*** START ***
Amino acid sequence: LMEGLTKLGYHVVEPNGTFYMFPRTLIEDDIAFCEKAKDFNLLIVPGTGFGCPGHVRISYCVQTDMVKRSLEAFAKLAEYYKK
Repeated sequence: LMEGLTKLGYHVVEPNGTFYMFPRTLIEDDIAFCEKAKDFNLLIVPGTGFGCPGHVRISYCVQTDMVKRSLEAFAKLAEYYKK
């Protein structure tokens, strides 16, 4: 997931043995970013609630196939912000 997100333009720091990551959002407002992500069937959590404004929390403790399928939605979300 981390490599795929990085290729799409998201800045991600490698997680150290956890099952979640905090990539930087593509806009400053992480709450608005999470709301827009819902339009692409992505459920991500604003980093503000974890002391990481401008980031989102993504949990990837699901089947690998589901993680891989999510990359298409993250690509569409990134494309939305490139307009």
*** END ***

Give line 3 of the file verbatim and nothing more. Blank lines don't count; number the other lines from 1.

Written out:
């Protein structure tokens, strides 16, 4: 997931043995970013609630196939912000 997100333009720091990551959002407002992500069937959590404004929390403790399928939605979300 981390490599795929990085290729799409998201800045991600490698997680150290956890099952979640905090990539930087593509806009400053992480709450608005999470709301827009819902339009692409992505459920991500604003980093503000974890002391990481401008980031989102993504949990990837699901089947690998589901993680891989999510990359298409993250690509569409990134494309939305490139307009």